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Subject: RE: Tech: Speakers and speaker wire
From: DaveRo
Date: 10 Dec 19 - 06:37 AM

It's worth checking that the connections are good. My first 1960's amplifier had rather insecure speaker connectors (2-pin DIN ones, which I've never seen since) - but it was only 20 watts. My current amp has better, screw-down ones. But the ones on the speakers come loose - presumably through vibration.


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Subject: RE: Tech: Speakers and speaker wire
From: Donuel
Date: 10 Dec 19 - 08:12 AM

Hey Joe I knew the founder/inventor of Monster cable and his wife in Rochester NY when we were young entrepeneurs. It was the year Klaatu came out with their hit album. Manufacture and marketing brought him riches.

For teeny speakers the impedance is higher so they got thinner wires.
My Onkyo amp had custom adjustments to designate specific impedence.


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Subject: RE: Tech: Speakers and speaker wire
From: GUEST,Jon
Date: 10 Dec 19 - 09:39 AM

The Wikipedia article strikes me as being as reasonable as anything Ive read.

They do note that while there are other factors involved with cables, resistance is usually thought to be the only significant one amongst the non audiophiles. They also suggest that a common rule of thumb is that the resistance of the cable should be less that 5% of the speaker impedance. They also produce a table for two conductor copper wire.
Maximum wire lengths for two conductor copper wire
Wire size                2O load       4O load       6O load         8O load
22 AWG (0.326mm2)   3ft (0.9m)    6ft (1.8m)    9ft (2.7m)    12ft (3.6m)
20 AWG (0.518mm2)   5ft (1.5m)   10ft (3m)    15ft (4.5m)    20ft (6m)
18 AWG (0.823mm2)   8ft (2.4m)   16ft (4.9m)   24ft (7.3m)    32ft (9.7m)
16 AWG (1.31mm2)   12ft (3.6m)   24ft (7.3m)   36ft (11m)      48ft (15m)
14 AWG (2.08mm2)   20ft (6.1m)   40ft (12m)    60ft (18m)*    80ft (24m)*
12 AWG (3.31mm2)   30ft (9.1m)   60ft (18m)*   90ft (27m)*    120ft (36m)*
10 AWG (5.26mm2)   50ft (15m)   100ft (30m)   150ft (46m)*    200ft (61m)*
* While in theory heavier wire can have longer runs, recommended household audio lengths should not exceed 50 feet (15m)


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Subject: RE: Tech: Speakers and speaker wire
From: GUEST,Ray
Date: 11 Dec 19 - 11:21 AM

If its on Wikipaedia it must be right!

I was looking at a download of an old (2013) hi-fi magazine the other day. Apart from the almost 15,000 you could spend on a turntable, it seems that you can also invest 150 or so in a kettle lead to plug your latest wizz-bang gubbings in with. Bearing in mind that rhe mains lead on your equipment is simply an extension of the house wiring, why is nobody suggesting that people get their houses rewired in order to attain perfection?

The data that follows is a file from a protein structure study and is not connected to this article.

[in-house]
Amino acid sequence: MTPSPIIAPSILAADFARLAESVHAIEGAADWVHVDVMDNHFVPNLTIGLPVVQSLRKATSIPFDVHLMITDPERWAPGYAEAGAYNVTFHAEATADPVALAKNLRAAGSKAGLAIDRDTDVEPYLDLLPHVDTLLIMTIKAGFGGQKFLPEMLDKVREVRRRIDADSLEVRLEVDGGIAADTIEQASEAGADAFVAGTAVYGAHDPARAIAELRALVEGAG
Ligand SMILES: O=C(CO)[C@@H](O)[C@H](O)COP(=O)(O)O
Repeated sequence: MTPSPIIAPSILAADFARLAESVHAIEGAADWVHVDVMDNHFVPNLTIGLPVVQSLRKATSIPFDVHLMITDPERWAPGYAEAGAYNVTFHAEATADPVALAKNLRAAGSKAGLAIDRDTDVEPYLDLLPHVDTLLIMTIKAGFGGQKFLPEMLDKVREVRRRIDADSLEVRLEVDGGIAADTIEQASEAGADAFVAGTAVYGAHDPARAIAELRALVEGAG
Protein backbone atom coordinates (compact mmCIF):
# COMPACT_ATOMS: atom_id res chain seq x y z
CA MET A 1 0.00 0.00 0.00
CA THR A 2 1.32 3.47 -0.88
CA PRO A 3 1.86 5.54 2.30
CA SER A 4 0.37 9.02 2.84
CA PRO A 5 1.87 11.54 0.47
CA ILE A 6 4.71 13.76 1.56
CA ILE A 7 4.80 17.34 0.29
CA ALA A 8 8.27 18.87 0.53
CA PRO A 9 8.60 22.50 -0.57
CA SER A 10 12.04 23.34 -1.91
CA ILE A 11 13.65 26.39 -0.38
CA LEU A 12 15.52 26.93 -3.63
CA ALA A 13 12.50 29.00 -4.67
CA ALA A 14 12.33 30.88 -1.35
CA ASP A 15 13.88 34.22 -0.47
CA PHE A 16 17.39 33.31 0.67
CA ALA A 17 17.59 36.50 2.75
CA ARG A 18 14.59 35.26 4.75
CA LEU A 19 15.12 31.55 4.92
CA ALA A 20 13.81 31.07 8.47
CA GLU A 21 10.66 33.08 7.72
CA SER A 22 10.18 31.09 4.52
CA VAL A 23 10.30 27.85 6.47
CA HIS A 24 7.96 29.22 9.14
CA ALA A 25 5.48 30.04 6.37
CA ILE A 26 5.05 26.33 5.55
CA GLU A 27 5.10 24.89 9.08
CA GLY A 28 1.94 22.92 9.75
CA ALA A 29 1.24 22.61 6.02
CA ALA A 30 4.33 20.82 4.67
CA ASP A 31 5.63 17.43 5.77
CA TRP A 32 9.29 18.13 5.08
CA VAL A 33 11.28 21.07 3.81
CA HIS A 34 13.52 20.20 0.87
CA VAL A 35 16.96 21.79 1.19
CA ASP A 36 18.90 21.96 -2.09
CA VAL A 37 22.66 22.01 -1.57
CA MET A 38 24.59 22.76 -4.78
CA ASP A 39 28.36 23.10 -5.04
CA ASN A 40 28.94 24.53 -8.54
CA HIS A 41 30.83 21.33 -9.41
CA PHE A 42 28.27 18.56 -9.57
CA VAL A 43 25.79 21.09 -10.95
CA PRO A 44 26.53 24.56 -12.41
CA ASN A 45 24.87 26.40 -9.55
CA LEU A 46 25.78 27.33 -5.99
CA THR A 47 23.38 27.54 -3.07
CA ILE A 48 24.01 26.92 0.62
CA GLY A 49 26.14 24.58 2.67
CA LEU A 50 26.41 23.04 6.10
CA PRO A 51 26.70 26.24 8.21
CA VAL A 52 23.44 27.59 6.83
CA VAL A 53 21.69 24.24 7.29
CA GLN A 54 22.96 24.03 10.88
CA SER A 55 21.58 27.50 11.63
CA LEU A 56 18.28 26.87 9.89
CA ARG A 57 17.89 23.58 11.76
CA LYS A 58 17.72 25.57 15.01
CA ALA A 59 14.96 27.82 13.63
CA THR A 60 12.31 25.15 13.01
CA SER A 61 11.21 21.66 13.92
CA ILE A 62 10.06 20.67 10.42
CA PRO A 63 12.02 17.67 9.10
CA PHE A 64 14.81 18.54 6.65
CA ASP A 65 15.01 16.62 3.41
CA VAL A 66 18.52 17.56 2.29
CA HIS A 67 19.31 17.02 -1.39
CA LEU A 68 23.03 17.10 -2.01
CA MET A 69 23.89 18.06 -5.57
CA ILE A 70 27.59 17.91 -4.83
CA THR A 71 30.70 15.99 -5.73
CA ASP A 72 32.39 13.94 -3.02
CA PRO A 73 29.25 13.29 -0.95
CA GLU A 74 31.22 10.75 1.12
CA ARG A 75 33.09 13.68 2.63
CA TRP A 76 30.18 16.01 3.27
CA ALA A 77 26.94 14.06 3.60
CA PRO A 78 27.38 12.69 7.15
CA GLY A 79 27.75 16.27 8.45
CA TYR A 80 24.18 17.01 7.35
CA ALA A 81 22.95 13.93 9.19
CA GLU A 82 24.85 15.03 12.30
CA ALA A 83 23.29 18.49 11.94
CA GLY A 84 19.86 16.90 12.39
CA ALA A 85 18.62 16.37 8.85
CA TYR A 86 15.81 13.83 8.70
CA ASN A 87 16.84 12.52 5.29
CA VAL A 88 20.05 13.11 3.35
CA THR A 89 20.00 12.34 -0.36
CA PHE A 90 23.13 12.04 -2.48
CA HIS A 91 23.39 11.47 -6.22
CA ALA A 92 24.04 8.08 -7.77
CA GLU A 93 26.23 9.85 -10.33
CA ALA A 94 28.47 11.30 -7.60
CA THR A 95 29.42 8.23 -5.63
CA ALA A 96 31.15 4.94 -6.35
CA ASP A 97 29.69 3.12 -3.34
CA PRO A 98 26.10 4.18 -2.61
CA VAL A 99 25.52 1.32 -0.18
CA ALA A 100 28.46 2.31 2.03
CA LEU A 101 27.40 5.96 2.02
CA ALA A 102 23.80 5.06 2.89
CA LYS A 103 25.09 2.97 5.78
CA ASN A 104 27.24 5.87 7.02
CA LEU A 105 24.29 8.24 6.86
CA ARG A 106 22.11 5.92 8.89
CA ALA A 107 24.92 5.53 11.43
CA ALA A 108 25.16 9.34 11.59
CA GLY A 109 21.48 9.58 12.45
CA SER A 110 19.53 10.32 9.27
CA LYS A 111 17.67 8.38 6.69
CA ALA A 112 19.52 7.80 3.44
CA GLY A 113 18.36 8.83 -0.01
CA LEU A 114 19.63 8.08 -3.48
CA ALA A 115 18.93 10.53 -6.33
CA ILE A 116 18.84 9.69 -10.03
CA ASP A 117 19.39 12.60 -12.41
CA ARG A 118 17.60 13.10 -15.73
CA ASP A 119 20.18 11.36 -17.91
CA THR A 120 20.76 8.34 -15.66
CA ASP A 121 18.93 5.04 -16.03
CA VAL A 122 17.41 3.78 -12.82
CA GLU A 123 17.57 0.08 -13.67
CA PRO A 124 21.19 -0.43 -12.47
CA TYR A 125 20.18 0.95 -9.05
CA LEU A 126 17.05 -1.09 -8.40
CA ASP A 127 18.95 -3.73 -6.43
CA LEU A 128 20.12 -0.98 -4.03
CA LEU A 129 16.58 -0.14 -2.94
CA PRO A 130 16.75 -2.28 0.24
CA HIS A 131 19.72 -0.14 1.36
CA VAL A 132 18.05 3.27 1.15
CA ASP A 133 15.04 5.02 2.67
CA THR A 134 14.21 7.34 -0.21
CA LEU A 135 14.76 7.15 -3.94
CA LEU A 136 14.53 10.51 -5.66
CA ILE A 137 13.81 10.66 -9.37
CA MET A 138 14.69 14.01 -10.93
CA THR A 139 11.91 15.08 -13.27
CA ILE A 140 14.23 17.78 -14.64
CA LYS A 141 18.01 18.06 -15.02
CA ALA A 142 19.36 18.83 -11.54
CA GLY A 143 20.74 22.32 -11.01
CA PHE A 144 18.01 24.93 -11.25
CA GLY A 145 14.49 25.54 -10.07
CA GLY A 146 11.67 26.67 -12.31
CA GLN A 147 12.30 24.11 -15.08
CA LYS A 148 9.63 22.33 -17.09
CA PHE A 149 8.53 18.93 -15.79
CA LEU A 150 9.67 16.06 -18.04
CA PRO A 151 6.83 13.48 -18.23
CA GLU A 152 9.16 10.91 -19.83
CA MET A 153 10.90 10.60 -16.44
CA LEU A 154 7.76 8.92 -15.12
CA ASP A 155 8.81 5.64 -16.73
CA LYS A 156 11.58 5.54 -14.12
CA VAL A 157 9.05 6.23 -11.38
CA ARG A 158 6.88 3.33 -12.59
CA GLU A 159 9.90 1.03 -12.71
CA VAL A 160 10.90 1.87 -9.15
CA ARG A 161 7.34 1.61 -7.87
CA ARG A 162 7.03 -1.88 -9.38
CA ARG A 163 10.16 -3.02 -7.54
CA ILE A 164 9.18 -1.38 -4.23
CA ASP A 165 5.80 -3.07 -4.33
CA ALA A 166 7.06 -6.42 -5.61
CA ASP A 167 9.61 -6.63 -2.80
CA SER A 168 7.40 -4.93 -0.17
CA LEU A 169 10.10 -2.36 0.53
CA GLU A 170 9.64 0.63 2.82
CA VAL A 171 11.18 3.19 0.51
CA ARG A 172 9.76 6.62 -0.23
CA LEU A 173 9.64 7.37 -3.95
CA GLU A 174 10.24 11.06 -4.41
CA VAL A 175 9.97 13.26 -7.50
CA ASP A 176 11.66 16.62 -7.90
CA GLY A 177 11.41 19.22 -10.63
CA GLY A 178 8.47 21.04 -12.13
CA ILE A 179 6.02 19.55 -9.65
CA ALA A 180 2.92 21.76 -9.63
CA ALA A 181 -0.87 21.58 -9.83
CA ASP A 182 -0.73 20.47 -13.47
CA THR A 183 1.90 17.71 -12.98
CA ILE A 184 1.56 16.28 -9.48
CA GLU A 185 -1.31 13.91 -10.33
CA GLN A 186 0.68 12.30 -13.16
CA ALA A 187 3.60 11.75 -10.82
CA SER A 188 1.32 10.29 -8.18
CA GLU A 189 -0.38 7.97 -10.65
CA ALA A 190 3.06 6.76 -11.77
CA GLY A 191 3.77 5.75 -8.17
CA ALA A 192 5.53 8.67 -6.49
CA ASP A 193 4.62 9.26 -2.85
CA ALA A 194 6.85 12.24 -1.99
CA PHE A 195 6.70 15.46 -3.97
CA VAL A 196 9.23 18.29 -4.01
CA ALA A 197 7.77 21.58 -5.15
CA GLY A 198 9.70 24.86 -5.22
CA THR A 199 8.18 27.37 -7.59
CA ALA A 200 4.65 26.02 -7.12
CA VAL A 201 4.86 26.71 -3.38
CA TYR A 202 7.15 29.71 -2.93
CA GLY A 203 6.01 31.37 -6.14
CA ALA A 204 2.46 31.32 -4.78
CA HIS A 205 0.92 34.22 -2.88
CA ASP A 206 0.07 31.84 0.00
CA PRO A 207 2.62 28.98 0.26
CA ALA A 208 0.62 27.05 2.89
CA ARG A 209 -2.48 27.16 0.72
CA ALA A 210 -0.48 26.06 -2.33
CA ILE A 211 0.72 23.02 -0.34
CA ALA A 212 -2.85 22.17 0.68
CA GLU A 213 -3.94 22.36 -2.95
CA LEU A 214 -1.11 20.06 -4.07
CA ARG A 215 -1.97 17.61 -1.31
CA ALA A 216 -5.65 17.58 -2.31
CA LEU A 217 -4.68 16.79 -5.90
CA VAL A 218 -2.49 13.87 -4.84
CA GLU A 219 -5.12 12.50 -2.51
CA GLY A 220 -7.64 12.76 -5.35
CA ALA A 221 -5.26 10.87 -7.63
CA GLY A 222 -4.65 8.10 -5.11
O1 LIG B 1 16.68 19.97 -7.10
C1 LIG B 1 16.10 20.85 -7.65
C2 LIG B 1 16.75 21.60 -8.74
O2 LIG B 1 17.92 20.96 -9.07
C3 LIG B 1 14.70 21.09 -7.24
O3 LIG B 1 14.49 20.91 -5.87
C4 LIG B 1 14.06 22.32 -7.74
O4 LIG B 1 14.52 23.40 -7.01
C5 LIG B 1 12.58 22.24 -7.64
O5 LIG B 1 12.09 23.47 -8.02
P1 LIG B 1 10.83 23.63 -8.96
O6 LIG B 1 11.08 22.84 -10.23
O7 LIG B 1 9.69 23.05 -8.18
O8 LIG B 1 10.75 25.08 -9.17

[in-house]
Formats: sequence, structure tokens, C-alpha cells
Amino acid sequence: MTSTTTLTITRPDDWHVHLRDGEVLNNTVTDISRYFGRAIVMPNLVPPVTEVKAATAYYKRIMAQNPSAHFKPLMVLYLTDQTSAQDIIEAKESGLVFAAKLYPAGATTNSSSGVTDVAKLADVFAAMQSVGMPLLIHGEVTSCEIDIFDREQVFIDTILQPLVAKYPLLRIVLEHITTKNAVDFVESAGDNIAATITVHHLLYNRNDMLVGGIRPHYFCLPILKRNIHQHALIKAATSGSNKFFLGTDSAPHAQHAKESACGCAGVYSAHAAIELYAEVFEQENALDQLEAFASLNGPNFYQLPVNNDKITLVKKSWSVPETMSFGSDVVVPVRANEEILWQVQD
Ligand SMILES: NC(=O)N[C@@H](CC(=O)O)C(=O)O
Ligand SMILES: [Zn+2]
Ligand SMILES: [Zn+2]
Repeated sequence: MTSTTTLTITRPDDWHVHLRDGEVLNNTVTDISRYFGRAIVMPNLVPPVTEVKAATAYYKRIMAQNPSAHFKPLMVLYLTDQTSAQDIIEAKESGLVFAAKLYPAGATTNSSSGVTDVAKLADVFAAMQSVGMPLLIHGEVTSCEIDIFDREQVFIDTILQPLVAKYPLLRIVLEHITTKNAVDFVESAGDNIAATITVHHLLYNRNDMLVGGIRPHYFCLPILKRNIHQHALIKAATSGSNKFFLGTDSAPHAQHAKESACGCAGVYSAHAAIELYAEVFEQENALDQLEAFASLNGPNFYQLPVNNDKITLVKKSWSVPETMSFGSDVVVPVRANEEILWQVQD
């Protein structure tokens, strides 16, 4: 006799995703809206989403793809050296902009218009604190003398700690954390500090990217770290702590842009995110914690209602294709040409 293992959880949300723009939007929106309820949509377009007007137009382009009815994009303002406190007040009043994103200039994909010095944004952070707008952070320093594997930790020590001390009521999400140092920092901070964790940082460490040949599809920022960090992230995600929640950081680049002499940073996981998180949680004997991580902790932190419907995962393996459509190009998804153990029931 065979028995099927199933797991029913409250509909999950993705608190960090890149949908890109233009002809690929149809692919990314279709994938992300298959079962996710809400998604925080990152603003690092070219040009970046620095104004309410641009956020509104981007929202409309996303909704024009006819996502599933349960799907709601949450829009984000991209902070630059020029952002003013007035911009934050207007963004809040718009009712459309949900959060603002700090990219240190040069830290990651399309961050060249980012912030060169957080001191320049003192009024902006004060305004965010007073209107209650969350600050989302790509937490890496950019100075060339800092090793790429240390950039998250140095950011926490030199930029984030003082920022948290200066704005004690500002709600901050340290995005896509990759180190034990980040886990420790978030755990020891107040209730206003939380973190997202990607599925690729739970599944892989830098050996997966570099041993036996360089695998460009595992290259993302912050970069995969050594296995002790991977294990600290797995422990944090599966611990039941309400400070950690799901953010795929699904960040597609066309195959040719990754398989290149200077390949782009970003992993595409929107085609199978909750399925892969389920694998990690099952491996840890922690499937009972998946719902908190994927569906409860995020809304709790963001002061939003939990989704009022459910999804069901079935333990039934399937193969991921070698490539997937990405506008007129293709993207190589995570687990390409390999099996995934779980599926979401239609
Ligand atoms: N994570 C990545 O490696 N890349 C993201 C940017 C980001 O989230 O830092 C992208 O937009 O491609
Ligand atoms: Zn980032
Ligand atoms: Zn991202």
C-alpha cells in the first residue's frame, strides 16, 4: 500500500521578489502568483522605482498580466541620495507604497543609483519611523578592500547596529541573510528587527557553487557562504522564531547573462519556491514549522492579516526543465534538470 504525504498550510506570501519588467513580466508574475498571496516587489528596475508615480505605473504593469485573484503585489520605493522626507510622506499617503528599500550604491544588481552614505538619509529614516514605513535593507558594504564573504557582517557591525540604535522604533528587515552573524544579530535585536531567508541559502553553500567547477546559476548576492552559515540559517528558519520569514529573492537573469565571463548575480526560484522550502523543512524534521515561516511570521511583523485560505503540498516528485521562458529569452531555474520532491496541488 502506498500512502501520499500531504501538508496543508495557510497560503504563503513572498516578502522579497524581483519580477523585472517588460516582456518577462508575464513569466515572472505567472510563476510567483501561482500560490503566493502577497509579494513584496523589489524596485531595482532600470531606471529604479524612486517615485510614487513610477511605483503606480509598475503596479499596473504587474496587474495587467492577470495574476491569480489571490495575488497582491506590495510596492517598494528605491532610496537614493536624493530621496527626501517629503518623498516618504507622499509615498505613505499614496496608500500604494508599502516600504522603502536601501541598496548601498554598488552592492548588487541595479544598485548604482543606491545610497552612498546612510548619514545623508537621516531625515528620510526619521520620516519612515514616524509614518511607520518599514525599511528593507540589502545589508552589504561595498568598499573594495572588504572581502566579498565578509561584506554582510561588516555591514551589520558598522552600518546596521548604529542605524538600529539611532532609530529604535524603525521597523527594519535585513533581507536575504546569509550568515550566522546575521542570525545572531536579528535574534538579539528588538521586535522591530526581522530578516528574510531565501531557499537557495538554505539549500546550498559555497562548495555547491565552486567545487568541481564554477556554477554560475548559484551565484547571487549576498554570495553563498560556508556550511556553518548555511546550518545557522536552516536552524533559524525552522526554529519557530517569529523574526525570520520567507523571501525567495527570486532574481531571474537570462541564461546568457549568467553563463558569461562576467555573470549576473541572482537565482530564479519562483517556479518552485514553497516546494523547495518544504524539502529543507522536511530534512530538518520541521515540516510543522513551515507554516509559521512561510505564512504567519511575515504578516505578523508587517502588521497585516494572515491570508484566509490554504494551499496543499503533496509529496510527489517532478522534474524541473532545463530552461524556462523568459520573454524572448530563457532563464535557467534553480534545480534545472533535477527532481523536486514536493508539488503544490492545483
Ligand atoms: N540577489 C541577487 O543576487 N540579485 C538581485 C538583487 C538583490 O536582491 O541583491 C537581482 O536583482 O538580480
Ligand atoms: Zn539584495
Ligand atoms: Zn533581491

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Subject: RE: Tech: Speakers and speaker wire
From: punkfolkrocker
Date: 11 Dec 19 - 11:31 AM

what.. you don't filter your electric supply with an audiophile plug board...???


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Subject: RE: Tech: Speakers and speaker wire
From: Stilly River Sage
Date: 11 Dec 19 - 11:32 AM

If you look at the new construction going on, at least in the US, these "McMansions" are built with all sorts of stuff in the walls, including data cables, speaker cables for surround/theater sound, vacuum systems, etc. Good to start with, but when the next big thing comes along, I hope there is a conduit in place for pulling more wires. The rest of us just have wires running along the baseboards and out of harm's way as far as pets and furniture.

Thanks for the link and the table, Jon. It looks like 18/16 gauge would be sufficient for my needs.


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Subject: RE: Tech: Speakers and speaker wire
From: GUEST,Ray
Date: 11 Dec 19 - 04:50 PM

Audiphile plug board? - No, we had the living room re-plastered a few years ago. I sunk all the cabling for the hi-fi speakers and cinema system and had double the number of mains sockets I thought I needed installed.


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Subject: RE: Tech: Speakers and speaker wire
From: Mr Red
Date: 12 Dec 19 - 03:25 AM

If your cable length is of the order of 10 m you can forget the inductance and capacitance.

It is worth noting that this applies to speaker cable. For connecting from turntable (or microphone) into the amp/pre-amp the equation is more demanding. In that screened cables are more important, input impedances are higher and capacitance is too. But even then even a many yards would not affect the frequency response noticeably. Old ears would be lucky to hear 10-20kHz anyway.

A mains surge protector would be a good investment. Particularly if your mains is delivered by overhead wires. Where I live a lot of older houses have it and the cables have been retro-fitted with orange sleeves near the house. My house is on 1 phase of 3 phase down our street and the neutral got severed, meaning I got a huge chunk of the 440 volts phase to phase. It melted the internal heat fuses on a couple of things. Neighbours got melted answer machines! Surge protectors are sacrificial, you throw them away rather than the hifi.


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Mudcat time: 13 August 8:36 AM EDT